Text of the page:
The shutdown itself is caused by Congress’s failure to pass an appropriations bill allowing for the spending of money to fund day-to-day government operations. More specifically, Republicans in the House of Representatives are refusing to pass a bill that includes funding for the Affordable Care Act. Usually disagreements about these issues are handled separately from daily government funding, but the House GOP has combined the issues and refused to budge, leading to the shutdown.

A post over at Think Advisor last week provides some helpful insight into one financial and estate planning tool which might be appropriate for some New York residents. The tool is know as a GRAT – Grantor Retained Annuity Trust. As with many other trusts, one key purpose of the GRAT is to minimize tax liability, particularly for those with significant assets.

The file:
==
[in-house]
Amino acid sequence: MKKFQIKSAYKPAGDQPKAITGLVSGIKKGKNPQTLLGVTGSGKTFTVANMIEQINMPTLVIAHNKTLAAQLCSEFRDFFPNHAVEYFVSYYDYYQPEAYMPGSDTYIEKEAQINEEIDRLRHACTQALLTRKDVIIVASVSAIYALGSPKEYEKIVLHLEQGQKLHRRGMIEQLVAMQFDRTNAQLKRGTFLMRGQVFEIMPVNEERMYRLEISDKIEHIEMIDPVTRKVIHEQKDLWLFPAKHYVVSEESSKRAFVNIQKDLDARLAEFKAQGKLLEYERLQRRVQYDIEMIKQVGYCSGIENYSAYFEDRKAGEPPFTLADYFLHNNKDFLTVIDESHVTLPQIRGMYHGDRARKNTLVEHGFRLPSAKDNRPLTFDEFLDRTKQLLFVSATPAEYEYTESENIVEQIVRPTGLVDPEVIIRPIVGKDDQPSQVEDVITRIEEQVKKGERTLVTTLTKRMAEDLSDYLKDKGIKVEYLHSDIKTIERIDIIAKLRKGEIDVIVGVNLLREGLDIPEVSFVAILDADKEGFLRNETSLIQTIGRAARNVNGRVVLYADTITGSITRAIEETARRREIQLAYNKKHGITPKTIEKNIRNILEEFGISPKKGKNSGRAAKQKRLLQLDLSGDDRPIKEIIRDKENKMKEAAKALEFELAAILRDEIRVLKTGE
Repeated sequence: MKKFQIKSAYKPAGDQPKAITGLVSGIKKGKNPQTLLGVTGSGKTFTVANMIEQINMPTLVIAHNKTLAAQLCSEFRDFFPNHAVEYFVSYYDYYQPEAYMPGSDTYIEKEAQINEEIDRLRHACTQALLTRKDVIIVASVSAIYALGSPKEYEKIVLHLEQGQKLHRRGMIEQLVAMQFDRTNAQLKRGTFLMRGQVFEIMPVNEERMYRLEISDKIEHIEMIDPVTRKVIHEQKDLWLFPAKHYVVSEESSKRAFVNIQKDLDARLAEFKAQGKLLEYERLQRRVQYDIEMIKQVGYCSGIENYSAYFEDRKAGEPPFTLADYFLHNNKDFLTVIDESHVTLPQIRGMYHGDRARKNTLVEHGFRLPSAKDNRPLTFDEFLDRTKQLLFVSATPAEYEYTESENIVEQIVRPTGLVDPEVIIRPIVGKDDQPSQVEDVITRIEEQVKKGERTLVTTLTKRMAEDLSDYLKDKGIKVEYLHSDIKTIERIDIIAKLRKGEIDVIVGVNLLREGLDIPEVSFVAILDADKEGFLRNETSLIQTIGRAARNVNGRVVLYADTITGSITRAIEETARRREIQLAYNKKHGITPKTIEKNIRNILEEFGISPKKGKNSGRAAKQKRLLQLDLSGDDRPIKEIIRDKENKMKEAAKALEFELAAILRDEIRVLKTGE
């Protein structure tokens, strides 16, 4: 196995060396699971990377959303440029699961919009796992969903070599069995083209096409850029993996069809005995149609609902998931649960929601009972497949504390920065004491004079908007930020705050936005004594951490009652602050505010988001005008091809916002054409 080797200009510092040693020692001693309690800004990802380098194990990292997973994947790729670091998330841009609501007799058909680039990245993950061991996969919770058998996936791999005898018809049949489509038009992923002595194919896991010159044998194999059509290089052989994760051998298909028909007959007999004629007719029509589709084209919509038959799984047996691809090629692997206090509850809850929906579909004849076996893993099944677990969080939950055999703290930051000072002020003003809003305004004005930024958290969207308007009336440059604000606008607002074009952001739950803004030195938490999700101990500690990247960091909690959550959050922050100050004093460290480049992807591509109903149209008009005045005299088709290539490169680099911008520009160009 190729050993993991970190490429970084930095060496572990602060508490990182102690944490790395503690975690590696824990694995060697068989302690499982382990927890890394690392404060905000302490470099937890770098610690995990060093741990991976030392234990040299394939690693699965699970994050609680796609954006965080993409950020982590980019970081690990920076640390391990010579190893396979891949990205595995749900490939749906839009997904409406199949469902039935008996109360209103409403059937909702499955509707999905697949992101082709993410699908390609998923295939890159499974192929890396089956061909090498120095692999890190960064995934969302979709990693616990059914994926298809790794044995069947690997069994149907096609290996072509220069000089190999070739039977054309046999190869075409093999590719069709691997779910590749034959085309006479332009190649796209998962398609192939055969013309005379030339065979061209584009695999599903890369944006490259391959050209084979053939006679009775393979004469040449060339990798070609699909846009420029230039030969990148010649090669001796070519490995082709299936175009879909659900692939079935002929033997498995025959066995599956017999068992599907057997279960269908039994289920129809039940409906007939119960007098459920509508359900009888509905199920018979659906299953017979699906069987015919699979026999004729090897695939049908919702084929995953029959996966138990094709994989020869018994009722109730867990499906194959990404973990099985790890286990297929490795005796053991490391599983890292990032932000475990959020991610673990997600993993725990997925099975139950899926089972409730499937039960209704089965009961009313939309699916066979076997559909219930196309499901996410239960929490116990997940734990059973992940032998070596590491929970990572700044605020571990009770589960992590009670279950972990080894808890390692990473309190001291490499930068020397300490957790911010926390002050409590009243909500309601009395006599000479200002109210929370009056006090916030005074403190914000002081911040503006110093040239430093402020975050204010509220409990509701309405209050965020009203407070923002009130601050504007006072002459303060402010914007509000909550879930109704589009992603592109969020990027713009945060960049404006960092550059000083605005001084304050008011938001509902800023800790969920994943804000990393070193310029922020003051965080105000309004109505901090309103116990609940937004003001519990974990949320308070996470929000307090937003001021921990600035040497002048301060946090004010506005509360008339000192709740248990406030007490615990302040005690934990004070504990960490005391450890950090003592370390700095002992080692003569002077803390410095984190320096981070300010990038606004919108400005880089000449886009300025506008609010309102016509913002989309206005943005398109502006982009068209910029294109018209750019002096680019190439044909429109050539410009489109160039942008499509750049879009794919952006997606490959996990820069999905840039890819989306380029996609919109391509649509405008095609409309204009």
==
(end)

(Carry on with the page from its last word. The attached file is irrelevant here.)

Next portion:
How It Works

The basic concept behind the GRAT is straightforward. Assets are placed in trust. The grantor (person creating the trust) then retains the right to receive fixed payments from the trust. Those payment can last either for a set period of time designated in advance or over the grantor’s life. At the end of the trust’s life the assets placed in the trust then fall to the beneficiaries.

One of the most common questions that local families ask related to estate planning and assets protection involve gifts: Whether to give them, when to give, how much, and in what form.

Of course, no two situations are identical, and so it is impossible to list a set of rules regarding when and how large-scale gifting should be done in every case. However, a Forbes article this week on the topic provides a good starting point for New York families to familiarize themselves with the basic concept and major issues to consider.

Helping Children Now